The parliamentarians excoriate multiple political failures.  Structurally, the committee criticizes the lack of political input, let alone control, on multiple questions of how the European Commission bureaucrats handled relations with Russia. Which they did, in the committee’s view, so unimaginatively and myopically as to explain why “bureaucracy” is a term of abuse.
The committee pointed also to “a loss of collective analytical capacity [which] has weakened member states’ ability to read the political shifts in Russia…”   Well, yes.  European capitals  (and Washington) have indeed allowed over twenty years “a loss of collective analytical capacity” in Russian affairs in their foreign and intelligence services.  (The CIA’s Russia desk is a shadow of its Cold War self, both in numbers and accumulated expertise.  Electronics pick up clues and fragments.  But coherent information about Putin and his shrinking circle of advisers comes now overwhelmingly from Moscow insider-gossip harvested by Russian oligarchs in exile in the West, mostly London or Switzerland.  International bankers are the main secondary source.)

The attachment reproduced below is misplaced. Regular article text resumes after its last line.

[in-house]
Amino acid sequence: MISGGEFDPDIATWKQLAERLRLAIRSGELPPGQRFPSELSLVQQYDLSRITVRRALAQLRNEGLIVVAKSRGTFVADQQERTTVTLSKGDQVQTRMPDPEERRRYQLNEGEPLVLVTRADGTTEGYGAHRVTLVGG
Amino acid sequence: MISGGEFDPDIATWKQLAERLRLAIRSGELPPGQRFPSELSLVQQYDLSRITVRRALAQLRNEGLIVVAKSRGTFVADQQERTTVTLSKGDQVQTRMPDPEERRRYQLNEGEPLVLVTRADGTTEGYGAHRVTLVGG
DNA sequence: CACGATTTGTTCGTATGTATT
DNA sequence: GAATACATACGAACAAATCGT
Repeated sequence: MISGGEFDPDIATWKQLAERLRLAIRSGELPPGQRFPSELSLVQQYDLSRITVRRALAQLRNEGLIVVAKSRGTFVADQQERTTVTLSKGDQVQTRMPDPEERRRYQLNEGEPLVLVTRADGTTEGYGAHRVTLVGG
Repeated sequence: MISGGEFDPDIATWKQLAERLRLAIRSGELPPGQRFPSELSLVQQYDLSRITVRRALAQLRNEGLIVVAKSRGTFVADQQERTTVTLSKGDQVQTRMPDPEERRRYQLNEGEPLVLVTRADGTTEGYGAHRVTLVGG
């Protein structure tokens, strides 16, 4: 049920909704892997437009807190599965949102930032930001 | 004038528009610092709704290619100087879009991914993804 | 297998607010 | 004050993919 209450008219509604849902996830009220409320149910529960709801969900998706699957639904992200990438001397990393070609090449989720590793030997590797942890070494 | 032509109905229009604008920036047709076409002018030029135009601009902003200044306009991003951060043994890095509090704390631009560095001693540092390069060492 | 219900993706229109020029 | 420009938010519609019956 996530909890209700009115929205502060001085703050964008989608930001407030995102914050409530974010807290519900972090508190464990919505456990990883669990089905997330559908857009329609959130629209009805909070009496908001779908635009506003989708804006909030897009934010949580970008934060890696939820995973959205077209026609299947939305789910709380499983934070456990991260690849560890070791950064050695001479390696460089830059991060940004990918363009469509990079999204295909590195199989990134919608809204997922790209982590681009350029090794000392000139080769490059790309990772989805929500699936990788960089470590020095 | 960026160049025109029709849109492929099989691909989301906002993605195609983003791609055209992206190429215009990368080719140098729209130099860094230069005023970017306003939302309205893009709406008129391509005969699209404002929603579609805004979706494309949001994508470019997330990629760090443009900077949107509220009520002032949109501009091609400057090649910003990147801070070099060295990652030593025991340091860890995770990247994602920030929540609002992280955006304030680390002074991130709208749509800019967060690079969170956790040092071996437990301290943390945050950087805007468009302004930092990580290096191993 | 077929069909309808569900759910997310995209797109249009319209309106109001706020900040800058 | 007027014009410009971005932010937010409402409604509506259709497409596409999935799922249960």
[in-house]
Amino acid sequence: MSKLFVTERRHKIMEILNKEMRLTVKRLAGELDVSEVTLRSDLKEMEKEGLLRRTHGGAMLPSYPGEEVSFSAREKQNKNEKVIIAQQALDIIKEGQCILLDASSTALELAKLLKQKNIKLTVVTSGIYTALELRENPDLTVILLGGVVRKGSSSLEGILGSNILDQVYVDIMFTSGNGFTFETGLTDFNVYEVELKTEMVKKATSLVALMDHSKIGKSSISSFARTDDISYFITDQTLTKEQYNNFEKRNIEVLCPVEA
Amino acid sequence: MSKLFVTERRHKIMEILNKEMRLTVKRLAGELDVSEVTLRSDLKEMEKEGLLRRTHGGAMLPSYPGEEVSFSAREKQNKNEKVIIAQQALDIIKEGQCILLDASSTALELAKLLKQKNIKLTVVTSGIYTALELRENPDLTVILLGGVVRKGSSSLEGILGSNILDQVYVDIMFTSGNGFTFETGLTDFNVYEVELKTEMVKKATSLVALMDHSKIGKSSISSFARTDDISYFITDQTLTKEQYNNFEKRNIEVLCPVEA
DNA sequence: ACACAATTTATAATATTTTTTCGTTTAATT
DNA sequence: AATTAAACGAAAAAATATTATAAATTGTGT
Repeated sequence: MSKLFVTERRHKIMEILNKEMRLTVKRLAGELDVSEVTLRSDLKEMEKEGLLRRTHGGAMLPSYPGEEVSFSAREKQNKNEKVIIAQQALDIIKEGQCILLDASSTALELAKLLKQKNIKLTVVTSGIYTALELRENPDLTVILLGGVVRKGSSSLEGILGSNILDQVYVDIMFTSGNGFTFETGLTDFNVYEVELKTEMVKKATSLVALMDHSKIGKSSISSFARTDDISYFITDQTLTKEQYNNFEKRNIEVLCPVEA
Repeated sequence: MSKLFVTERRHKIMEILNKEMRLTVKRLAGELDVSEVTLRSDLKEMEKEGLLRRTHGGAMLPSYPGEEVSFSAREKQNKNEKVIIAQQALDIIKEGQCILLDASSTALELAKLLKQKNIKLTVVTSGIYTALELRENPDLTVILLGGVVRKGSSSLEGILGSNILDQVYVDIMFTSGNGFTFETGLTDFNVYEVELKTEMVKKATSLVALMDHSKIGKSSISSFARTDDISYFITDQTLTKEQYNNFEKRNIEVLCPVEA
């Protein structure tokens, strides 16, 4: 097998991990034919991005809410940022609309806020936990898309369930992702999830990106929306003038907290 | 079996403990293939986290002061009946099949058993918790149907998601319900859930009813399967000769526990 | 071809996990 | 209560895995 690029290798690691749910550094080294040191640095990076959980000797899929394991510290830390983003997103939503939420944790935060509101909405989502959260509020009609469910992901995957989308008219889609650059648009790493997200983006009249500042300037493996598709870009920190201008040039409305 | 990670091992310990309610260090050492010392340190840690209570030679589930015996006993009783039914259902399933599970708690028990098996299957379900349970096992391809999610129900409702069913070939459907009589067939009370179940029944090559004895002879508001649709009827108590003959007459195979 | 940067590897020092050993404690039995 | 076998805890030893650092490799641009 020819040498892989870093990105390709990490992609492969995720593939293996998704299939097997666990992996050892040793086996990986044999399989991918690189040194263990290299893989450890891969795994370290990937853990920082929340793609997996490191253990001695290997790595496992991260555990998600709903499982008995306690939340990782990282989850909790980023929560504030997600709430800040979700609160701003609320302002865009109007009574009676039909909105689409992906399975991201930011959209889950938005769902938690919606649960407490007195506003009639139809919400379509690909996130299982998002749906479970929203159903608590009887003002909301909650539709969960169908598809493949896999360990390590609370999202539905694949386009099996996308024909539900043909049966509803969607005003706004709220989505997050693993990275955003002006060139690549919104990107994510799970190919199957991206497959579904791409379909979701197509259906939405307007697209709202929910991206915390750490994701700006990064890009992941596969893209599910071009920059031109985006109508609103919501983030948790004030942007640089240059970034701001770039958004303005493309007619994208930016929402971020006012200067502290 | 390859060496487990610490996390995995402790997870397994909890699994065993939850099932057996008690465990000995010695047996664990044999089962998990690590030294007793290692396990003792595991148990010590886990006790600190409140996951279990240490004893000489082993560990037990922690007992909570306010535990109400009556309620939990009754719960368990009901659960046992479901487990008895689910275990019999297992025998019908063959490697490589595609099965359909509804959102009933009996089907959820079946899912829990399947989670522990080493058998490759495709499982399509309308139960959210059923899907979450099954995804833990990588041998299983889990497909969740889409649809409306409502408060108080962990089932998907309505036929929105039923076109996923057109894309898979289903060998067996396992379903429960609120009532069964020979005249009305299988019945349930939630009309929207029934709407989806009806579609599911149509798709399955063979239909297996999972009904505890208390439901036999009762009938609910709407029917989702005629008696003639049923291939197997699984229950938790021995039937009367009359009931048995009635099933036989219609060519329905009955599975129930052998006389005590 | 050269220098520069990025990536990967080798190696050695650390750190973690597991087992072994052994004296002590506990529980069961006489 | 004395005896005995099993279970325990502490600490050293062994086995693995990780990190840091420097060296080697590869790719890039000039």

The underlying notion here is that expert analysis was needed to recognize Putin’s revanchist ambitions.   That’s baffling.   As a legendary British politician once remarked of his opposing party’s intentions:  “Why look in the crystal ball when you can read the book?”

Russia and the WTO